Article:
Traditionally, committees are formed to make decisions. Usually closed, outsiders are not allowed. This was not how early internet organisations work.
Close vs open
Rather than being a formal committee, the early group formed to develop the internet was a loose association of interested researchers. These meetings were open. It included anyone who wanted to join and contribute. Individual experts, even those outside this group may submit designs without support from an institution, unlike traditional bodies.
”Instead of authority-based decision-making, everyone was welcome to propose ideas, and if enough people liked it and used it, the design became a standard.” – Steve Crocker.
One of them, Stephen Croker, charged with documenting the process came up with the concept of an RFC. An expert drafts a paper detailing a design, say the domain name system (that resulted in ‘.com’, ‘.org.’) by submitting a Request for Comment document. They are placed in the public domain and meant to invite comments. Anyone can download them and suggest improvements. It is not limited to the working group that created it.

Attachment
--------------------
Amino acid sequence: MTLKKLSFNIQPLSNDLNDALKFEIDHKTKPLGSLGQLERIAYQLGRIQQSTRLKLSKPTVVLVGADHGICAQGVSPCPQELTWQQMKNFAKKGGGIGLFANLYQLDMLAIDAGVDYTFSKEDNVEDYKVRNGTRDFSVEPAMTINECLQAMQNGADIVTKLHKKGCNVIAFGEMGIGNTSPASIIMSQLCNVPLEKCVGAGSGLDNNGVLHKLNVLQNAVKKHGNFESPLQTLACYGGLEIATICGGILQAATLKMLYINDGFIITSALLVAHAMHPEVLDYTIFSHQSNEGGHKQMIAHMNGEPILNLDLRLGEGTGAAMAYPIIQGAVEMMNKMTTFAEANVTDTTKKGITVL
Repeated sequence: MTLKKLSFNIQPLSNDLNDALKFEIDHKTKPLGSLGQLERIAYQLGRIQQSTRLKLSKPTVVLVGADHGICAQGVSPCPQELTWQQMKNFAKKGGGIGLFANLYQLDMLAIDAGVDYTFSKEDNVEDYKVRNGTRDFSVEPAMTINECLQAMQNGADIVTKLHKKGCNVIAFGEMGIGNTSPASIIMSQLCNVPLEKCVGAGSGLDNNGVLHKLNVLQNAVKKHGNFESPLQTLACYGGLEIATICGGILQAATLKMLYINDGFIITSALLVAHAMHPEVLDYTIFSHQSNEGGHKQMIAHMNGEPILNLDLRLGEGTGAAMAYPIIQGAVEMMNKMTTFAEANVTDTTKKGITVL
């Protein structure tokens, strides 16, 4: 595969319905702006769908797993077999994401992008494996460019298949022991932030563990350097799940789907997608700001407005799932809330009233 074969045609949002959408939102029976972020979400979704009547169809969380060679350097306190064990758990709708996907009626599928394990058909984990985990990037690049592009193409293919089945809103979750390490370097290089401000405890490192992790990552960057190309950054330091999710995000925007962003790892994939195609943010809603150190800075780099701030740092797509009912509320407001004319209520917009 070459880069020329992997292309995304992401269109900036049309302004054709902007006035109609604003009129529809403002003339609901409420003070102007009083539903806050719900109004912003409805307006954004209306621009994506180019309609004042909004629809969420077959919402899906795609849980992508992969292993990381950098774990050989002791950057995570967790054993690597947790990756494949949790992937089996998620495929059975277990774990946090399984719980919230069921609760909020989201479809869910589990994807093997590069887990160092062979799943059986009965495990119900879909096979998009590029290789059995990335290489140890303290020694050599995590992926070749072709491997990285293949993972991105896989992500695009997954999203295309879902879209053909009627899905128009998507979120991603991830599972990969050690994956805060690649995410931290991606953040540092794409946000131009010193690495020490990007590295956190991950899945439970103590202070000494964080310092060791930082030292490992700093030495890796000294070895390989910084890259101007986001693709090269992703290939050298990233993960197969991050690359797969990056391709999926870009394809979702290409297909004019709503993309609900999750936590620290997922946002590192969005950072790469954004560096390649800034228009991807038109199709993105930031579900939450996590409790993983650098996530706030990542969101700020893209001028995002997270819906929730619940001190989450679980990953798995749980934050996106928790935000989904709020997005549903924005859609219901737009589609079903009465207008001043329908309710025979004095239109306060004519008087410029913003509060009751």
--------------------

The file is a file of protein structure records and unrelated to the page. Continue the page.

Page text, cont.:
In effect, this contrarian way to run a committee, open rather than closed and tapping experts outside the group was one reason for the success of the internet. It was also the genesis of crowdsourcing.
Ink in water
Over time, thousands were exposed to this new open way of decision making and engagement of the crowd. This culture was all over the early internet. If you used newsgroups (online forums) where members interact, say in 1991, you would know what I’m talking about.